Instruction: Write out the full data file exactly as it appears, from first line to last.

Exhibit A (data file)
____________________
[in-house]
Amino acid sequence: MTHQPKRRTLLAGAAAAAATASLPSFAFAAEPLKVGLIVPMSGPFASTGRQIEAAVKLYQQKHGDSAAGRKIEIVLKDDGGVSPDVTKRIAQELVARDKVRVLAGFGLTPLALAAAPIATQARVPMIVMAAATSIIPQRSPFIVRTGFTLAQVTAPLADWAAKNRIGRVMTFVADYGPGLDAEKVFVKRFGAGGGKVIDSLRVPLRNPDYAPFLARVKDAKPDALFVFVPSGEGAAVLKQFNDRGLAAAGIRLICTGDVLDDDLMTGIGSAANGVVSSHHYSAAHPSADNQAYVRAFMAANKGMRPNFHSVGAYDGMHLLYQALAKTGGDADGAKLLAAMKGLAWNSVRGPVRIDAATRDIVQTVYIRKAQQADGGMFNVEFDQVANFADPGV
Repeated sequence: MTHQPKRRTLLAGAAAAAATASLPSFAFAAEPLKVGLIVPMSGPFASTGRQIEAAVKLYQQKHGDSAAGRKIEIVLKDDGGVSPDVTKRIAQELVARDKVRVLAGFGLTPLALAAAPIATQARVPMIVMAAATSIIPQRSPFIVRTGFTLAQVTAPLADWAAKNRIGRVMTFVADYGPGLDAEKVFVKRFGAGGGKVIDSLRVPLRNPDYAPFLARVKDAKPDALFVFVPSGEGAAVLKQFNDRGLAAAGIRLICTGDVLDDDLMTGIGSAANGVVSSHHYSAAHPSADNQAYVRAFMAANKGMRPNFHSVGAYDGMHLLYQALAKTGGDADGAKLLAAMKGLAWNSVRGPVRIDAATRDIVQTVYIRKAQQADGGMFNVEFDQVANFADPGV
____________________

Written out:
[in-house]
Amino acid sequence: MTHQPKRRTLLAGAAAAAATASLPSFAFAAEPLKVGLIVPMSGPFASTGRQIEAAVKLYQQKHGDSAAGRKIEIVLKDDGGVSPDVTKRIAQELVARDKVRVLAGFGLTPLALAAAPIATQARVPMIVMAAATSIIPQRSPFIVRTGFTLAQVTAPLADWAAKNRIGRVMTFVADYGPGLDAEKVFVKRFGAGGGKVIDSLRVPLRNPDYAPFLARVKDAKPDALFVFVPSGEGAAVLKQFNDRGLAAAGIRLICTGDVLDDDLMTGIGSAANGVVSSHHYSAAHPSADNQAYVRAFMAANKGMRPNFHSVGAYDGMHLLYQALAKTGGDADGAKLLAAMKGLAWNSVRGPVRIDAATRDIVQTVYIRKAQQADGGMFNVEFDQVANFADPGV
Repeated sequence: MTHQPKRRTLLAGAAAAAATASLPSFAFAAEPLKVGLIVPMSGPFASTGRQIEAAVKLYQQKHGDSAAGRKIEIVLKDDGGVSPDVTKRIAQELVARDKVRVLAGFGLTPLALAAAPIATQARVPMIVMAAATSIIPQRSPFIVRTGFTLAQVTAPLADWAAKNRIGRVMTFVADYGPGLDAEKVFVKRFGAGGGKVIDSLRVPLRNPDYAPFLARVKDAKPDALFVFVPSGEGAAVLKQFNDRGLAAAGIRLICTGDVLDDDLMTGIGSAANGVVSSHHYSAAHPSADNQAYVRAFMAANKGMRPNFHSVGAYDGMHLLYQALAKTGGDADGAKLLAAMKGLAWNSVRGPVRIDAATRDIVQTVYIRKAQQADGGMFNVEFDQVANFADPGV